Soil Site Reporter

Soil Associations


Soil and site characteristics
Deep peat soils over variable subsoils, usually sandy sometimes gravelly. Sandy soils with a peaty or humose surface horizon. Complex soil patterns locally. Flat land. Groundwater levels controlled by ditches and pumps. Risk of wind erosion.

Fen peat over glaciofluvial drift Tertiary and Cretaceous sand
Cropping and Land Use
Cereals, potatoes, sugar beet and field vegetables in the Fens; grassland in Surrey.

Component soil series

Subgroup Series name Percentage WRB 2006 link
10.24 ADVENTURERS' 60% Drainic Rheic Sapric Histosols
8.61 ISLEHAM 20% Arenic Mollic Gleysols
10.22 ALTCAR 20% Drainic Rheic Fibric Histosols
Covers 113 km2 in England and Wales

Soilscapes Classification
Fen peat soils

Alert ! - acid sulphate peats and alluvium read the alert
Alert ! - lowland peats undergoing re-wetting read the alert
Alert ! - sandy soils read the alert
Alert ! - soils affected by groundwater read the alert


Detailed Description

Amorphous and semi-fibrous lowland peat soils, together with some sandy soils with peaty topsoils, form this association. It is widely distributed and covers 112 kmĀ² nationally, mainly in the Fens of Eastern England-along their eastern margin from near Soham in Cambridgeshire to King's Lynn in Norfolk, and at their western edge near Bourne, Lincolnshire, and east of Lincoln. Elsewhere the association is found in valleys, often at the wider parts where streams converge. There are small areas near Norwich and at Gainsborough in Lincolnshire and in the undulating glaciated landscape of Cheshire and Shropshire near Warrington, Whitchurch and Wem. The association also occurs around Chobham in Surrey and near Fleet in Hampshire.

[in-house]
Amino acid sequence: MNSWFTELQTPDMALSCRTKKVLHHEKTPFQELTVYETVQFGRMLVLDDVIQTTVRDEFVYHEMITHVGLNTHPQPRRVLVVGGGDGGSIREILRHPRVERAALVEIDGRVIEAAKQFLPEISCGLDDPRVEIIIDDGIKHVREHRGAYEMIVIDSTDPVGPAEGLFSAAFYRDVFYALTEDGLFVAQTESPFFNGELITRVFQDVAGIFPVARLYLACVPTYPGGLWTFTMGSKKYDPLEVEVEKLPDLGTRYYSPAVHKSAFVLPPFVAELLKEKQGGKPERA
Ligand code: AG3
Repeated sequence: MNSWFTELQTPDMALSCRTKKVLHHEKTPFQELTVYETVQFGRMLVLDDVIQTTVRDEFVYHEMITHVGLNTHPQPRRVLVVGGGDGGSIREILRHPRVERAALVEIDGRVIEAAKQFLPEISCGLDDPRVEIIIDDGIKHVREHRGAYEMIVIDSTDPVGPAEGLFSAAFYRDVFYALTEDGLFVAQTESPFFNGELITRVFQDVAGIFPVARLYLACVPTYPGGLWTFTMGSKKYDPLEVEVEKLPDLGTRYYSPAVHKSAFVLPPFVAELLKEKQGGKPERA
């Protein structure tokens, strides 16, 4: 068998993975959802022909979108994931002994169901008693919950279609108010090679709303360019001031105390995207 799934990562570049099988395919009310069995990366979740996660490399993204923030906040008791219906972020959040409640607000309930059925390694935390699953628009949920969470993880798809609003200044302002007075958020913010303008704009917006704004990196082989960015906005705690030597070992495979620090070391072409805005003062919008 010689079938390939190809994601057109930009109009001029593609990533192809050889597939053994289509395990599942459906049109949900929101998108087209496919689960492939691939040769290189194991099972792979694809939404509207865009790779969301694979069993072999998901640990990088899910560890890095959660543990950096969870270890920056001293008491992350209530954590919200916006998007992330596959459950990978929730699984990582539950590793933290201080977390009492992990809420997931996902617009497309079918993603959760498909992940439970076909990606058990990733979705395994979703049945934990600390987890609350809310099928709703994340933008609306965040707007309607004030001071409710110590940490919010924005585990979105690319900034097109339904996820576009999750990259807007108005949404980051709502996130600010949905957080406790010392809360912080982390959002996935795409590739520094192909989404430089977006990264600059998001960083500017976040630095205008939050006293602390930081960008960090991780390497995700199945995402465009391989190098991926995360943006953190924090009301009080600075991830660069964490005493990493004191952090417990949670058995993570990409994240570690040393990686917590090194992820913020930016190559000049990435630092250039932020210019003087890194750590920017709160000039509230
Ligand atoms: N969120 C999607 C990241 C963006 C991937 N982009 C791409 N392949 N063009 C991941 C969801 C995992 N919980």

The Adventurers' series, earthy eutro-amorphous peat soils, is generally dominant, covering half to three-quarters of most parcels of land. It is commonly associated with the less humified Altcar series, earthy eu-fibrous peat soils, which in some areas, principally in Lincolnshire, is dominant. Both Adventurers' and Altcar series are formed in fen and carr peat. In Eastern England and the Midlands, glaciofluvial sands in part underlie the peat and where this has wasted, Isleham series, typical humic sandy gley soils, and less commonly the non-humose but sandy Blackwood series occur. In South East England, the underlying sands are mainly derived from the Bagshot Beds but the soils also overlie river terrace deposits.

As the Fens are at or a little below sea level the association occurs mostly within internal drainage districts where the water level is closely controlled by means of ditches and pumps, and, being now largely well-drained, the land is mainly arable. Most parcels elsewhere are grassland, drained, often ineffectively, by gravity. Patterned hummocky ground is found where the Fens adjoin the Breckland.